7. Public image
N: A narcissist’s self image is strongly tied to a superior public image. Narcissists think of themselves as special, a step above others. What they will not admit, though, is how this inflated egotism is a compensation for the judgment and shame they witnessed in their developmental years. They have carefully determined how they must look or act to garner approval, then they have assigned themselves the task of looking the part of “the better person.” They can be drawn toward themes of social status, intellectualism, vanity, accomplishment, power, or anything that allows them to proclaim: “See, I am a true Somebody.” All the while, they are very reluctant to let others know their frailties.
H: Healthy individuals maintain a public persona anchored in authenticity. They feel little need to appear as anything other than what they are. Yes, when acclaim and accomplishment comes their way, they own it and appreciate it. But alongside that, they also own their less than glowing traits or experiences. They operate with the motto: “What you see is what you get.” Feeling little need to maintain pretenses, they are comfortable in their own skin, and they want others, no matter their status, to also join them in being real. They are known as humble and approachable.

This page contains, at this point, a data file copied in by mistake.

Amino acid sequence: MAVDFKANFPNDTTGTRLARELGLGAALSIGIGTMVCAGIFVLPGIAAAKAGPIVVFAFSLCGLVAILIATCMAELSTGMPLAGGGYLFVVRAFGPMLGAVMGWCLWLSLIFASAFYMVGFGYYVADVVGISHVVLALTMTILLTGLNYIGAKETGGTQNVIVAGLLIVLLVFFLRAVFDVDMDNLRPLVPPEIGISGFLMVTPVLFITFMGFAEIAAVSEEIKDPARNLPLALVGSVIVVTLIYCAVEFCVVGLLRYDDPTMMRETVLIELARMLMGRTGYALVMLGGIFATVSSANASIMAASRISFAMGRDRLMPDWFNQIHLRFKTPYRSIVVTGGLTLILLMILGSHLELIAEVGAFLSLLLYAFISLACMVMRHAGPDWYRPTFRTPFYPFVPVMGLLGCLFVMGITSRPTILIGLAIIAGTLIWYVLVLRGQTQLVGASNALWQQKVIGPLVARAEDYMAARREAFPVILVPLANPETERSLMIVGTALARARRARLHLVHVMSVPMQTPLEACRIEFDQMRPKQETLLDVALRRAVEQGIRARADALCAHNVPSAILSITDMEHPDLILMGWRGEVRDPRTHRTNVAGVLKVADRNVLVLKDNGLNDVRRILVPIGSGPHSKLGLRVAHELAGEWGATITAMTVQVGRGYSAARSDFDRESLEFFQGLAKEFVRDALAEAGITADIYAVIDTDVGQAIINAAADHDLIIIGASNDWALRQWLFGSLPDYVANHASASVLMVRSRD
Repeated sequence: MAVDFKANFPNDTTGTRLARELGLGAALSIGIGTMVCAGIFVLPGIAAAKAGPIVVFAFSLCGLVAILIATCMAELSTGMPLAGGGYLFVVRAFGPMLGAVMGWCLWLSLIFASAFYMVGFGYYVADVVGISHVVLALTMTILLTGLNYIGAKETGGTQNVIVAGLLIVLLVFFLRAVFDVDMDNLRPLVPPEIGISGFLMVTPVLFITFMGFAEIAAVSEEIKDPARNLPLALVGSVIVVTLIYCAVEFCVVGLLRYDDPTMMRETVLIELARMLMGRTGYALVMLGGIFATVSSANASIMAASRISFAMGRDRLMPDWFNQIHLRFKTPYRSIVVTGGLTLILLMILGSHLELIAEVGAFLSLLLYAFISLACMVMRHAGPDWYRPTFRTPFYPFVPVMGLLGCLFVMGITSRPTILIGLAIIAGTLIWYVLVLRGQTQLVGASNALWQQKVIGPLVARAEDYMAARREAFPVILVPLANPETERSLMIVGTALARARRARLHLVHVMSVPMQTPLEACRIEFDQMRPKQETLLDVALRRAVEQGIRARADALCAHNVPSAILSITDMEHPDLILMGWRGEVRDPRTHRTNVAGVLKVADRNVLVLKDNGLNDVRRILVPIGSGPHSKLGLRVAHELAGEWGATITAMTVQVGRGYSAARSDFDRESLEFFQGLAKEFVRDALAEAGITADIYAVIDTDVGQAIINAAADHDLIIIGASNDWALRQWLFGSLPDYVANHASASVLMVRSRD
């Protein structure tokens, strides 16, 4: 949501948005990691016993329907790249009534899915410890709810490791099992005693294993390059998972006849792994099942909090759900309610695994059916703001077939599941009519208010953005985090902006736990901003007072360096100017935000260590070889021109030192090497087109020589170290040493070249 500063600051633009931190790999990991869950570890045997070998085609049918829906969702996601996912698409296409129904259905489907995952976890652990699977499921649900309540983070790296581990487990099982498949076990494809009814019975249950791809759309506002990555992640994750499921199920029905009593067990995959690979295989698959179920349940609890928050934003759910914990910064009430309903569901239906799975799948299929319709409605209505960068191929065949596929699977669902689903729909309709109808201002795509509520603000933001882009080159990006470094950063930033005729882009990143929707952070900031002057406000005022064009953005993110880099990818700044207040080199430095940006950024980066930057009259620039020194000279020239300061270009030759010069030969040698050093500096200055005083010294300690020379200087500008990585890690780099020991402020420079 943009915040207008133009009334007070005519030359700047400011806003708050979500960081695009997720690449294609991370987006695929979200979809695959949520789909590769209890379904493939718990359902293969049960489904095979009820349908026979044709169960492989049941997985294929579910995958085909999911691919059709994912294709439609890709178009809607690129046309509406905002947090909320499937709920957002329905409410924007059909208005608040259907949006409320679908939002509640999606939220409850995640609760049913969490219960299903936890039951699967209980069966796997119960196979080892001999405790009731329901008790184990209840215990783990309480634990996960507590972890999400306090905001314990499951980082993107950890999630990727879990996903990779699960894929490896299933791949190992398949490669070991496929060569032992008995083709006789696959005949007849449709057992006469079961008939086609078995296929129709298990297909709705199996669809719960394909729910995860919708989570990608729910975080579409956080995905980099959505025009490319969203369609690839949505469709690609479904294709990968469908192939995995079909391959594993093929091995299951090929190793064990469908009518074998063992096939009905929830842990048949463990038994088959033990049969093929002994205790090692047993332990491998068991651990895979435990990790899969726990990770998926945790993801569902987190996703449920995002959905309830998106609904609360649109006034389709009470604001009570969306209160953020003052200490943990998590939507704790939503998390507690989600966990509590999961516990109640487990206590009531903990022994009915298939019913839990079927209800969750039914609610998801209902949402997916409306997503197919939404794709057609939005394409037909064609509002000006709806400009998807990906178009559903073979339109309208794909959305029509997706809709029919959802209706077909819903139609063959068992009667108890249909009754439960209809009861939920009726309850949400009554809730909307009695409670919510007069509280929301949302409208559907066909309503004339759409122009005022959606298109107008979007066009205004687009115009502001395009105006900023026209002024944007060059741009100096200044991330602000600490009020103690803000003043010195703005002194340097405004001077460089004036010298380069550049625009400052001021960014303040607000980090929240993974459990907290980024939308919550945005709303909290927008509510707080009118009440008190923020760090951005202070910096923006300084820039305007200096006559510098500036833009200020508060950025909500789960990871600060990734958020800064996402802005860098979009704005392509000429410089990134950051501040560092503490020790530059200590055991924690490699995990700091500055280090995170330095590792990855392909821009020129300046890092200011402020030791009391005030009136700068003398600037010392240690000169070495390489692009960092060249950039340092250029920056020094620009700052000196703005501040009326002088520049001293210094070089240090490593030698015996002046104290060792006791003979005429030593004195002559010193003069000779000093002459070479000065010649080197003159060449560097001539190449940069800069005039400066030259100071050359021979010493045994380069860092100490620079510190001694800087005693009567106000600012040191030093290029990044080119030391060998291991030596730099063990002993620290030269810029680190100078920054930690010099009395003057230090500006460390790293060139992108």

8. Openness to direction
N: Narcissists do not receive direction or constructive criticism well, nor are they open to suggestions about personal improvements. A beginning point in a narcissist’s engagement with others can be summarized: “You need me more than I need you.” Feeling smug and self-sufficient, they have rationalized how they know more about life than most people. So when someone suggests alternate ways of thinking or managing projects, they ask: “Why would I need to do what you suggest?” They are too self-impressed to think they need refinement.
H: Healthy people like to learn and they welcome input for personal improvements. They are certainly confident about who they are and how they approach tasks, but they are sensible enough to know they (just like all others) are unfinished. When they feel stuck, they speak up. If they are confused, they solicit input. When it is obvious they are lacking in a skill or in knowledge, they are willing learners. Self-improvement is a lifelong pursuit, and as they age, they openly give credit to mentors who helped them along the way.
9. An understanding of equality